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I Solved This D.E. Equation by accident

  1. Oct 1, 2015 #1
    1. The problem statement, all variables and given/known data
    5dx - Exp[y-x]dy = 0

    2. Relevant equations
    partial of M with respect to y equals partial of N with respect to x.

    3. The attempt at a solution

    So, I multiplied the equation by Exp[x] and voila that solved it for me by making it an exact D.E. and from there finding the solution was trivial... I was really just trying to make it prettier to look at.

    I've tried using the method where you try to find a mu that is equal to Exp[(dN/dx-dM/dy)/M] but that didn't pan out as I was left with an integral dependent on x and y. I have no idea how to deal with that.

    If someone could give me a nudge I'd greatly appreciate it!
     
  2. jcsd
  3. Oct 1, 2015 #2
    You can separate it all out by using ey-x = ey/ex, then rearrange a bit to get all the various bits in comfortable looking places, then solve as a standard f(x)dx = f(y)dy sort of thing.

    That's essentially what you did, although you say you did it by accident, heh. It seems you simply overlooked the part where you use basic laws of indices to separate the ey-x part.

    :smile:
     
  4. Oct 1, 2015 #3

    HallsofIvy

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    Staff Emeritus
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    It "didn't pan out" because that method of finding an "integrating factor" only works for linear equations and this equation is not linear. It is, instead, separable-it is easy separate x and y. I am sure you realized that [itex]e^{y- x}= e^ye^{-x}[/itex]. The differential equation can be written as [itex]5dx= e^ye^{-x}dy[/itex] and, multiplying by ##e^x## as you did gives [itex]5e^x dx= e^y dy[/itex]. You now have all x terms, including 'dx', on one side of the equation and all y terms, including 'dy' on the other. Integrate both sides.

    That's a perfectly valid method of solving such an equation. What more are you asking for?
     
    Last edited by a moderator: Oct 1, 2015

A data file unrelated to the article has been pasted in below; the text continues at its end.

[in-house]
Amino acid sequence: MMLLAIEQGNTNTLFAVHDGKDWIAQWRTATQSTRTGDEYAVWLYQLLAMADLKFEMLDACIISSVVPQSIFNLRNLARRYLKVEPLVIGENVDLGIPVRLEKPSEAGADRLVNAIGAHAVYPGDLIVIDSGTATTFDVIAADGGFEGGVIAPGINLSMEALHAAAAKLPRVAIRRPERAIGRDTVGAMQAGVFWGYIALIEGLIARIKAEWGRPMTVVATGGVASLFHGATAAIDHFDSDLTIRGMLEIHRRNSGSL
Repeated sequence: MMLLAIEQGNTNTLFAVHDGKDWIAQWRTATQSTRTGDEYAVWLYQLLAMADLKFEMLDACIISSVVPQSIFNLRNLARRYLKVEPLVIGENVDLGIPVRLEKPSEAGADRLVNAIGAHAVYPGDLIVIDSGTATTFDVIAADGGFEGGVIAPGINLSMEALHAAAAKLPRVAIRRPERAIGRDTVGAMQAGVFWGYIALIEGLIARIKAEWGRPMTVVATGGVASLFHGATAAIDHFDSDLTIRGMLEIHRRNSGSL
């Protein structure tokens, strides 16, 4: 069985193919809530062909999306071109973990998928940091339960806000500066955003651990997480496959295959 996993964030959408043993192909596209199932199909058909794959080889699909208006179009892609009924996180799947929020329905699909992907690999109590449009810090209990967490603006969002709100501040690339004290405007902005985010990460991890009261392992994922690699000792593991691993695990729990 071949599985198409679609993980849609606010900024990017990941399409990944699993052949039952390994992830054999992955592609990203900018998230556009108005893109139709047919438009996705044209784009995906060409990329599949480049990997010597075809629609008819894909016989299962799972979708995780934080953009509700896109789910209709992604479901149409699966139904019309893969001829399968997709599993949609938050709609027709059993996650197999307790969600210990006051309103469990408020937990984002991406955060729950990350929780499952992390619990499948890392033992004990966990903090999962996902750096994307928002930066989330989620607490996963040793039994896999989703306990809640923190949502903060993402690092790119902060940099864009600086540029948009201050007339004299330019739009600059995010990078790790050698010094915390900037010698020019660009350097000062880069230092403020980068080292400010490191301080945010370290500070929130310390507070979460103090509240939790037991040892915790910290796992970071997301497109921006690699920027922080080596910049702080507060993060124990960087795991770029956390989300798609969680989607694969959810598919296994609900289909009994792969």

5. Oct 1, 2015 #4
    I mean I knew how to get that -x out of the exponential. Are you saying that you will pretty much always do that in D.E's?
     
  6. Oct 1, 2015 #5
    I've not properly done DEs for a while but yeah generally the aim is to separate the x and y variables as best as possible so it's easier to work with.
     
  7. Oct 1, 2015 #6
    Oh yah, that I knew.

    I was just wondering what was the most general method used to solve an equation like that. I tried some algorithms the professor talked about in class and couldn't get anywhere. I then looked in the book and found a few more tricks to try but kept failing.

    Then I gave up and just tried to make the equation look better.

    I know that is kind of in the spirit of solving D.E.'s. I just don't know if I'll be as lucky on a test, haha.
     
  8. Oct 1, 2015 #7

    HallsofIvy

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    Staff Emeritus
    Science Advisor

    There is NO general method for solving even first order differential equations. If a differential equation is separable, then that is the simplest method.
     
  9. Oct 1, 2015 #8
    I understand that. But I believe I was supposed to find an integrating factor. (I should have said that before, sorry). How would someone go about doing that?
     
  10. Oct 1, 2015 #9

    Mark44

    Staff: Mentor

    What was the exact wording of the problem? If the problem didn't explicitly say to find and use an integrating factor, then you should go for the simplest technique. In this case, it is separation of variables, as described in post # 3.
     
  11. Oct 1, 2015 #10
    It wanted me to find an integrating factor. It said, "Verify that the D.E. is not exact. Find an integrating factor and solve it.

    I meant to include that information but I guess it slipped my mind. Again, sorry.
     
  12. Oct 1, 2015 #11
    NM I GOT IT!! WHHHHHEEEEEWWW.

    I just had to do some easier problems, and then not fail at algebra... Thanks everyone!
     
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